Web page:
U. S. Health Care

According to the Peterson Center on Healthcare, between 2010 and 2019, health spending across the 37 nations that make up the Organisation for Economic Co-operation and Development (OECD) averaged about 8.7 percent of gross domestic product (GDP) annually. But healthcare spending in the United States rose from 16.3 percent to 17.0 percent of GDP during that same time period.

The Peterson Center reports that “In 2019, the United States spent about $11,100 per person on healthcare—the highest healthcare cost per capita across the OECD. For comparison, Switzerland was the second highest-spending country with about $7,700 in healthcare expenses per capita, while the average for wealthy OECD countries, excluding the United States, was only $5,500 per person.”

The U.S. spends about $940 per person on healthcare administrative costs—four times the average of other wealthy countries and significantly more than we spend on preventive or long-term healthcare.

Despite significantly higher healthcare spending, the U.S. actually performs worse than other OECD countries in some common health metrics like life expectancy, infant mortality, and unmanaged diabetes.

Why do we pay more and get less in healthcare? Because in the U.S., healthcare is a for-profit business. Doctors are in business to make money rather than being professionals dedicated to the care of others. In most OECD countries, medicine is a government-provided service. In both Canada and the U.K., for example, the public health service, a government agency, provides healthcare for all citizens. It is paid for by taxes.

The U.S. compromise is health insurance, often provided by employers. That still leaves many Americans uninsured. Obamacare, that is, the Affordable Care Act (ACA), was an attempt to reduce the number not covered. But even with the ACA, some 27.5 million Americans (9.1 percent) are without health insurance.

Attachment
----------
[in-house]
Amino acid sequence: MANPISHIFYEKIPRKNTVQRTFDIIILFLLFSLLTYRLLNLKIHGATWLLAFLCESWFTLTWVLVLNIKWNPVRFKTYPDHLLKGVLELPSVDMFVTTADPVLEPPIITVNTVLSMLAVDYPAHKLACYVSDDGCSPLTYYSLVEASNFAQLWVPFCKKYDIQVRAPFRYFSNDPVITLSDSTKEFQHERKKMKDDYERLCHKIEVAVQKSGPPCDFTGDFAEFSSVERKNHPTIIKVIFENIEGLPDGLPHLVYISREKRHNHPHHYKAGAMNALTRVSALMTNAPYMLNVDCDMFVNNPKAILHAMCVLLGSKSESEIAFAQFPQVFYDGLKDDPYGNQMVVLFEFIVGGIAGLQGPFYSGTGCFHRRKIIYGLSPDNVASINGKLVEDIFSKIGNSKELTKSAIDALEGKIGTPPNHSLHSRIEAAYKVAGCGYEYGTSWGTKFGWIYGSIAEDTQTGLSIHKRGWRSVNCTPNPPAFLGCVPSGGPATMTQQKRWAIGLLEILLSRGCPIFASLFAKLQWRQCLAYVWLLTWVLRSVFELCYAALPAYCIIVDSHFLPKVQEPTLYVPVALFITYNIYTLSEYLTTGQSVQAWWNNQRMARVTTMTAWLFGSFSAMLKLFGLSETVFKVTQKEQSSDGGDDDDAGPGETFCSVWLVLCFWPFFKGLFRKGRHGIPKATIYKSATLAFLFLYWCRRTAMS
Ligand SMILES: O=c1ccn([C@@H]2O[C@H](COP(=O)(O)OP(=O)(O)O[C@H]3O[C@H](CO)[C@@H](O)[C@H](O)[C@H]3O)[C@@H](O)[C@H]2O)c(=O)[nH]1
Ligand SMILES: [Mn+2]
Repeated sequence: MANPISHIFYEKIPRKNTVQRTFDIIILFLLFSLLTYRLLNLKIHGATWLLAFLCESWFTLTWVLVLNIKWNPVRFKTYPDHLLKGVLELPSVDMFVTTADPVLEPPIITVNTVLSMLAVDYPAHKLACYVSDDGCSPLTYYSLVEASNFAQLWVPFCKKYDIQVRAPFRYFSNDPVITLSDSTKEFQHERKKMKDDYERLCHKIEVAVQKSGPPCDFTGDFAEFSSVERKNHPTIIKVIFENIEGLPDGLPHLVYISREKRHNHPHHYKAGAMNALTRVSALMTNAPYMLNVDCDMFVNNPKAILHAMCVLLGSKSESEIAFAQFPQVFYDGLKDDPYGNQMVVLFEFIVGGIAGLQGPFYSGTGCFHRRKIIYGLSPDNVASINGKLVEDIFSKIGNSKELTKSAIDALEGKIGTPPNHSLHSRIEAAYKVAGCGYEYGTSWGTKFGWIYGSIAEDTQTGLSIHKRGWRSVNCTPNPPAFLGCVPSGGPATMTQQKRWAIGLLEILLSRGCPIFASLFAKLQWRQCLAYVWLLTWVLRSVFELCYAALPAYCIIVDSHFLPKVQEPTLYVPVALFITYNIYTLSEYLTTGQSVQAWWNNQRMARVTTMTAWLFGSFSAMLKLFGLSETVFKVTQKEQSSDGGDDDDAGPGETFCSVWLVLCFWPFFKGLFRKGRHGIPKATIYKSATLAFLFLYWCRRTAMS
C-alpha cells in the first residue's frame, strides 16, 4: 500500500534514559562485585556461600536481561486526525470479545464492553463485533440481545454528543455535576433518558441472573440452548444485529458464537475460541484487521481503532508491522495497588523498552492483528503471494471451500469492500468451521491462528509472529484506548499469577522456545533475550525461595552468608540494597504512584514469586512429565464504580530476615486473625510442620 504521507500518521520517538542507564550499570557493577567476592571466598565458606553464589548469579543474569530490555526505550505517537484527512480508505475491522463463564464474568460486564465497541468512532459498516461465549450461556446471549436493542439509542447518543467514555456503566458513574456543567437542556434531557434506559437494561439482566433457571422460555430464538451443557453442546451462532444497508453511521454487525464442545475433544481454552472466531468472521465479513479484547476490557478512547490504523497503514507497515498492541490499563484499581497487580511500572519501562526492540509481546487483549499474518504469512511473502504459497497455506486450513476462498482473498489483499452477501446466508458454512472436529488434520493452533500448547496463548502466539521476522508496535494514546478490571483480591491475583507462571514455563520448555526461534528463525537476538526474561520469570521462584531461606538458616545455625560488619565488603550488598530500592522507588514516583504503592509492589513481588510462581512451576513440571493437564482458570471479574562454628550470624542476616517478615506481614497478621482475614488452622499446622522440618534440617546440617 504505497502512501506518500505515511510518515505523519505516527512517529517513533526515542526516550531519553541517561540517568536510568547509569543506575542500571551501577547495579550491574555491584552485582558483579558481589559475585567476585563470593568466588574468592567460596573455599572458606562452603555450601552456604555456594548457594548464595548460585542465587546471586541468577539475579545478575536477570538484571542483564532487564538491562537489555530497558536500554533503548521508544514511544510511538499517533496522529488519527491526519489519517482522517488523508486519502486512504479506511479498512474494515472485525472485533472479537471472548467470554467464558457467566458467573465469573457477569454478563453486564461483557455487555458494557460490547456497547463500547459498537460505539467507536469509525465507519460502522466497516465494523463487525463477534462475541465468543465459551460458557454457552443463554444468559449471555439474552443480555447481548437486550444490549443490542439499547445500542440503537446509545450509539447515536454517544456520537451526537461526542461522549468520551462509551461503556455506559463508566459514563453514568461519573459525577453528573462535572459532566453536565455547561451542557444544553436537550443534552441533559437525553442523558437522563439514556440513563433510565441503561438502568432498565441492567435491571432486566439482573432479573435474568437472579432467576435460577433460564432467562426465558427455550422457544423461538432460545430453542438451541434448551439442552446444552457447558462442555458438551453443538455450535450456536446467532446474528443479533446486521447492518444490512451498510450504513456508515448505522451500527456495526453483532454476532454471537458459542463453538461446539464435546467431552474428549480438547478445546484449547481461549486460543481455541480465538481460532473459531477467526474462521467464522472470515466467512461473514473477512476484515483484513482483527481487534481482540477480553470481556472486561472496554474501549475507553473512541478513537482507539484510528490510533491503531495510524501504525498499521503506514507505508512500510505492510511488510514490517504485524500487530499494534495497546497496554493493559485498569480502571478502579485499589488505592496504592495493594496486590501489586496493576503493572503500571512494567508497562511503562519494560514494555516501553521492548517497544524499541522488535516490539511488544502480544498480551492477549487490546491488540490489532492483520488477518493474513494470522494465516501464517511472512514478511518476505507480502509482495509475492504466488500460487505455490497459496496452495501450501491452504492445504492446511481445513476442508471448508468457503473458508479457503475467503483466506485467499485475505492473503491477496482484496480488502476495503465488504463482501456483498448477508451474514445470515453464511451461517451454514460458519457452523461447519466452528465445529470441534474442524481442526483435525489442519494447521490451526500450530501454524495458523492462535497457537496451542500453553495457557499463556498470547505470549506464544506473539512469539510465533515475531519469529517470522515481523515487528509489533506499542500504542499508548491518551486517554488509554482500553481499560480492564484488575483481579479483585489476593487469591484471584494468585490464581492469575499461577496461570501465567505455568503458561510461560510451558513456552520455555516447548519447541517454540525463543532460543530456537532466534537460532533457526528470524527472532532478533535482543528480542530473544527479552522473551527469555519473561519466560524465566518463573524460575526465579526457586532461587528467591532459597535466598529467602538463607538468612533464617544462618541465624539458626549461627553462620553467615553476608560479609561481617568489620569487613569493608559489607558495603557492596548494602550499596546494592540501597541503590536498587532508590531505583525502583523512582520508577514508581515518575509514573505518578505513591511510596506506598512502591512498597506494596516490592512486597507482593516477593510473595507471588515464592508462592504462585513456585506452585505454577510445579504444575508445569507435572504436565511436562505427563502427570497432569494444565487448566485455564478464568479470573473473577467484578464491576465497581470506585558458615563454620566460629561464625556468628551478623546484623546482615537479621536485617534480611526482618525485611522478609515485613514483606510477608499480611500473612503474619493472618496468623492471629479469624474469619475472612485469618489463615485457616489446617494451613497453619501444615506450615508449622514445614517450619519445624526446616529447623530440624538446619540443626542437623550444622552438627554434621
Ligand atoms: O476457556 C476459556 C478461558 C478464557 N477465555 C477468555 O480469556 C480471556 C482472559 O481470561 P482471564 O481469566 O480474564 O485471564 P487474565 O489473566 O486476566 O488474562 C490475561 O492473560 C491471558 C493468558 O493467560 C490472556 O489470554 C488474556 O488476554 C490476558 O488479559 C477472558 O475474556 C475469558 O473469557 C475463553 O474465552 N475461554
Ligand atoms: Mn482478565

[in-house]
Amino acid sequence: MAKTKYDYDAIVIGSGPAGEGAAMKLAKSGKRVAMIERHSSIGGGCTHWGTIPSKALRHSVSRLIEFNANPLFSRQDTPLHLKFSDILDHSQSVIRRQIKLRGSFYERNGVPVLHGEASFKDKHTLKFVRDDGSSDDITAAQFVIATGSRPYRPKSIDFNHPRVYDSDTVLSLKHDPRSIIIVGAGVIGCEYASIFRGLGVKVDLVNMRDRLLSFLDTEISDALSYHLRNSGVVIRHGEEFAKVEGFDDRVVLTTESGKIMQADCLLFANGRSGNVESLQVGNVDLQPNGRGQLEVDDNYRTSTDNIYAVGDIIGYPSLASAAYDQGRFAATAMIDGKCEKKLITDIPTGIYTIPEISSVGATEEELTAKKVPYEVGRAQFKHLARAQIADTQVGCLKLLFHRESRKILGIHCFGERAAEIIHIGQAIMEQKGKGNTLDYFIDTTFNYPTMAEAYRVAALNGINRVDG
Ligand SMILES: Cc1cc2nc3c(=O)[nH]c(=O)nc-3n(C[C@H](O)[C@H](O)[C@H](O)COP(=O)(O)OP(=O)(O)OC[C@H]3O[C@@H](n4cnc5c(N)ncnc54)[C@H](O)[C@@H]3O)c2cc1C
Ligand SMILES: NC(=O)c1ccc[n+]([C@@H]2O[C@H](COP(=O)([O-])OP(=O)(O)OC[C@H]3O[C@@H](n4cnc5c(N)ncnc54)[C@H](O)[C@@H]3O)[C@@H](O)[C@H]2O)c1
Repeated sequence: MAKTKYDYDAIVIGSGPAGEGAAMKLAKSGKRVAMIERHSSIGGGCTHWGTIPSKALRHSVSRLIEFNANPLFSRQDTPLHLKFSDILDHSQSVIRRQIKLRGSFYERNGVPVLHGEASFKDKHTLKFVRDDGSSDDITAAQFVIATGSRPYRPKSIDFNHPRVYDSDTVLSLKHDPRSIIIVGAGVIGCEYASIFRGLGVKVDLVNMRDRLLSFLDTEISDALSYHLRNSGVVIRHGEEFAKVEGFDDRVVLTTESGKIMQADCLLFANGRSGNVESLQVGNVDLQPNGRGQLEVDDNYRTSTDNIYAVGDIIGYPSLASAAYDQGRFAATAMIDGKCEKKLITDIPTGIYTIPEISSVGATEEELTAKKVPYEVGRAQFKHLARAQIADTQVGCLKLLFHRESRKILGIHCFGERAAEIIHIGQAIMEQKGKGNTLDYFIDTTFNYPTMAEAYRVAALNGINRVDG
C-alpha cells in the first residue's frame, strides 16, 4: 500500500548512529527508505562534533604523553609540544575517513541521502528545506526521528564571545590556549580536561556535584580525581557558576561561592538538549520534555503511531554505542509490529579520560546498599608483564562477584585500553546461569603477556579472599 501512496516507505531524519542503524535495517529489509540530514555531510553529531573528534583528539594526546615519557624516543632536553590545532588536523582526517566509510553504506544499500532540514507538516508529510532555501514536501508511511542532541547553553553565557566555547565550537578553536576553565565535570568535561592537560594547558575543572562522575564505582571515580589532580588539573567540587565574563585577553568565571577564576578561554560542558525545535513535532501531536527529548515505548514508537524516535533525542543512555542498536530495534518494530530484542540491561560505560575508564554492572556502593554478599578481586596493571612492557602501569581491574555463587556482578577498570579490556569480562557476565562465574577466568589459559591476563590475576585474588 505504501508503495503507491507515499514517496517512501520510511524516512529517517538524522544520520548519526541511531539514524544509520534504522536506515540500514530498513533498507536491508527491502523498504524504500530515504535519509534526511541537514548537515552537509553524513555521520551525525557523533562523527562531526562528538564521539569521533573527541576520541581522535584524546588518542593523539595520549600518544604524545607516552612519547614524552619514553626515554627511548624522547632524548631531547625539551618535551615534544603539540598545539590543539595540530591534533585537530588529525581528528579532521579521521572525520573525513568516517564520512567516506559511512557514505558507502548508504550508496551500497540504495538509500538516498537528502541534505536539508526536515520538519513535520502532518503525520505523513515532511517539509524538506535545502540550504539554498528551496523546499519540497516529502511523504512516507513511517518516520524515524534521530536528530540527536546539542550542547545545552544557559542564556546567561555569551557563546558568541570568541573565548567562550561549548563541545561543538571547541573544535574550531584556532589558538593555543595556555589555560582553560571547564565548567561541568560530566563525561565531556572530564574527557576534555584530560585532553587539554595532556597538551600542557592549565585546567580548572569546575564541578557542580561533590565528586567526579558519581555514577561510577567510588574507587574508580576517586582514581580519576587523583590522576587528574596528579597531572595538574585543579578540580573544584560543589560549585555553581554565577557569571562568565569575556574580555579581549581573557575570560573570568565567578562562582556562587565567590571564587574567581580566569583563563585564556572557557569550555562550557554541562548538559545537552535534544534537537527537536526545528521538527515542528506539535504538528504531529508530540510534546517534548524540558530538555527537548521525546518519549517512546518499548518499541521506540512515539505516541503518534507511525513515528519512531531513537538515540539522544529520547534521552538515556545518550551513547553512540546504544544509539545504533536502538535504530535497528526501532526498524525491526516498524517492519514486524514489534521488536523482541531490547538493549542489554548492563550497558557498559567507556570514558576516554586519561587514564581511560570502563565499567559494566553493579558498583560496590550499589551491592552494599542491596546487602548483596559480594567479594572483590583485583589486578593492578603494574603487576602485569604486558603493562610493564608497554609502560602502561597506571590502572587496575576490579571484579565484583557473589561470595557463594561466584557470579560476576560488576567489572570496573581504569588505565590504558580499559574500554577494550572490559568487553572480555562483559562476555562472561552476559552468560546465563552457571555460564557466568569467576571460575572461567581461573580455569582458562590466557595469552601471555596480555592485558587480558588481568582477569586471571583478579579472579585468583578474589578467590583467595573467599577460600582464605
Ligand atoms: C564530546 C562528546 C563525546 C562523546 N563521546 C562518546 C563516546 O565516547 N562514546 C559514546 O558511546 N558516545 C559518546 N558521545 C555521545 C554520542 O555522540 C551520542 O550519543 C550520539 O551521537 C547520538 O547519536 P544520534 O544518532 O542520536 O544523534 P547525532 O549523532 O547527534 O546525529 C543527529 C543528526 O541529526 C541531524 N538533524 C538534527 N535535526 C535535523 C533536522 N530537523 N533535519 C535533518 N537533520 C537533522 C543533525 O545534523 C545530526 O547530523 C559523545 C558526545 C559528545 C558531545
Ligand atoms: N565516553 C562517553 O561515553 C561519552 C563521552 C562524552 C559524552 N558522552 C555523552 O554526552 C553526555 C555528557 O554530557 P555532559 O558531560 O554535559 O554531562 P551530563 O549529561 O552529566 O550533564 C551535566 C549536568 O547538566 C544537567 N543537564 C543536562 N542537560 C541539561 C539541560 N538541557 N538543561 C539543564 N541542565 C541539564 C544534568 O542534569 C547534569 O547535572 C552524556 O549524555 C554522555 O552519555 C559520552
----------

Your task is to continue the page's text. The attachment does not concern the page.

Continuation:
It’s long since time that Americans changed the way we do healthcare and made it a government function. We are hesitant because of our traditional distrust of government. We fear “socialized medicine.” Our working model stresses rugged individualism rather than brotherly assistance. It’s time we grew up and joined the other nations in the world in caring for our citizens.

Gun Ownership-Gun Deaths Ratio

When I read of the number of Americans killed by firearms every year and the number of weapons we own, I’m repeatedly shocked. More than 15,000 people died by gunfire in the U.S. in 2019. That was up from almost 11,000 in 2018.

And our rate of gun ownership is the highest in the world. Forty percent of Americans say they own a gun. Americans own some 390 million firearms. That means that most gun owners have multiple guns—we have more guns than we have people. In the U.S., our firearm ownership rate is 120.5 per 100 people.

The ratio between gun ownership and gun deaths is relatively constant worldwide: the more guns, the more deaths. Our gun death rate  in 2017, the most recent year for which I can find statistics, was 12.2 per 100,000 people with an ownership rate of 120.5 per 100 people. Compare us with our neighbor to the north. Canada has 34.7 guns per 100 people and an annual gun death rate of 2 per 100,000 people.

Americans are forever telling me that guns are at the heart of American culture. Ever since our pioneer days when guns were a necessity, guns have been an intrinsic element of our daily life.

There’s no question that they’re right. My answer: is it better to nourish our culture or to change it and prevent an annual death rate now approaching 20,000?

Alarmed About Trump—Again

For several days running, even when directly questioned by reporters, President Trump has declined to commit to a peaceful transfer of power if he loses the November election. He avers that voting-by-mail is fraudulent based on no evidence whatsoever. He himself has voted by mail. Make no mistake: He is threatening to refuse to cede the White House if he is voted out of office.

Rejection of the will of the American people as expressed in an election is the act of a dictator. As Trump has made clear repeatedly, he admires the dictators and looks down on democratically elected leaders. He believes that as president he is all-powerful. Over and over again, he has taken actions forbidden to the president and has refused to comply with legal orders from other branches of government including subpoenas. His Republican supporters, who still control the Senate, refuse to take him to task. They are complicit in the attack on American democracy. If the November election goes as I expect, the Republican party as we know it may cease to exist.